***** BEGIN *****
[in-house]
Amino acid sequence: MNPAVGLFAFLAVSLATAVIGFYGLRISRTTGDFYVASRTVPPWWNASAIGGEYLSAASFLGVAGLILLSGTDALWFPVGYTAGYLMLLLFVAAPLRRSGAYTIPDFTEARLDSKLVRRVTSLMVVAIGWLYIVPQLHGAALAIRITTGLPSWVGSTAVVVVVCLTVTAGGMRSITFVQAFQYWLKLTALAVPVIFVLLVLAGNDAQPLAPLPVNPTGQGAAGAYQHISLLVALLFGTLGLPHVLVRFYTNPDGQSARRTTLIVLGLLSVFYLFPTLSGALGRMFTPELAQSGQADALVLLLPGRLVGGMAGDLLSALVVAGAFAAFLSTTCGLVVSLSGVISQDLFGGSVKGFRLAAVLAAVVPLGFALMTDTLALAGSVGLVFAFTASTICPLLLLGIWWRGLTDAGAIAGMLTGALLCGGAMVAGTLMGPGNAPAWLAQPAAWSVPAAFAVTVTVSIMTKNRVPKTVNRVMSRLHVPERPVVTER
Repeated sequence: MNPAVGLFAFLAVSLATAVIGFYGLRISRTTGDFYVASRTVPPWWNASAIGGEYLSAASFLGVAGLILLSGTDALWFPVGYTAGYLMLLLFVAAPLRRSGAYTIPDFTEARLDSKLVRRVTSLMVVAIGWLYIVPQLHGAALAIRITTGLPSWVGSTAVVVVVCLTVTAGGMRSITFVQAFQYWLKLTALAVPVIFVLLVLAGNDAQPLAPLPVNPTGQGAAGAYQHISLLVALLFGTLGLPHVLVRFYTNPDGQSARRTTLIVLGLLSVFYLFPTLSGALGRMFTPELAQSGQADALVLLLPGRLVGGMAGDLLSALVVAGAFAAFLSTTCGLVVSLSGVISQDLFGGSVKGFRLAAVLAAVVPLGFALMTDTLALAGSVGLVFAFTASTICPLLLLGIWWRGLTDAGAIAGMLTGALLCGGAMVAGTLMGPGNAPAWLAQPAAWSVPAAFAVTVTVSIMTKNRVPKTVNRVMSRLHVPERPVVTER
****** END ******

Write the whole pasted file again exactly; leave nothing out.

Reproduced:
[in-house]
Amino acid sequence: MNPAVGLFAFLAVSLATAVIGFYGLRISRTTGDFYVASRTVPPWWNASAIGGEYLSAASFLGVAGLILLSGTDALWFPVGYTAGYLMLLLFVAAPLRRSGAYTIPDFTEARLDSKLVRRVTSLMVVAIGWLYIVPQLHGAALAIRITTGLPSWVGSTAVVVVVCLTVTAGGMRSITFVQAFQYWLKLTALAVPVIFVLLVLAGNDAQPLAPLPVNPTGQGAAGAYQHISLLVALLFGTLGLPHVLVRFYTNPDGQSARRTTLIVLGLLSVFYLFPTLSGALGRMFTPELAQSGQADALVLLLPGRLVGGMAGDLLSALVVAGAFAAFLSTTCGLVVSLSGVISQDLFGGSVKGFRLAAVLAAVVPLGFALMTDTLALAGSVGLVFAFTASTICPLLLLGIWWRGLTDAGAIAGMLTGALLCGGAMVAGTLMGPGNAPAWLAQPAAWSVPAAFAVTVTVSIMTKNRVPKTVNRVMSRLHVPERPVVTER
Repeated sequence: MNPAVGLFAFLAVSLATAVIGFYGLRISRTTGDFYVASRTVPPWWNASAIGGEYLSAASFLGVAGLILLSGTDALWFPVGYTAGYLMLLLFVAAPLRRSGAYTIPDFTEARLDSKLVRRVTSLMVVAIGWLYIVPQLHGAALAIRITTGLPSWVGSTAVVVVVCLTVTAGGMRSITFVQAFQYWLKLTALAVPVIFVLLVLAGNDAQPLAPLPVNPTGQGAAGAYQHISLLVALLFGTLGLPHVLVRFYTNPDGQSARRTTLIVLGLLSVFYLFPTLSGALGRMFTPELAQSGQADALVLLLPGRLVGGMAGDLLSALVVAGAFAAFLSTTCGLVVSLSGVISQDLFGGSVKGFRLAAVLAAVVPLGFALMTDTLALAGSVGLVFAFTASTICPLLLLGIWWRGLTDAGAIAGMLTGALLCGGAMVAGTLMGPGNAPAWLAQPAAWSVPAAFAVTVTVSIMTKNRVPKTVNRVMSRLHVPERPVVTER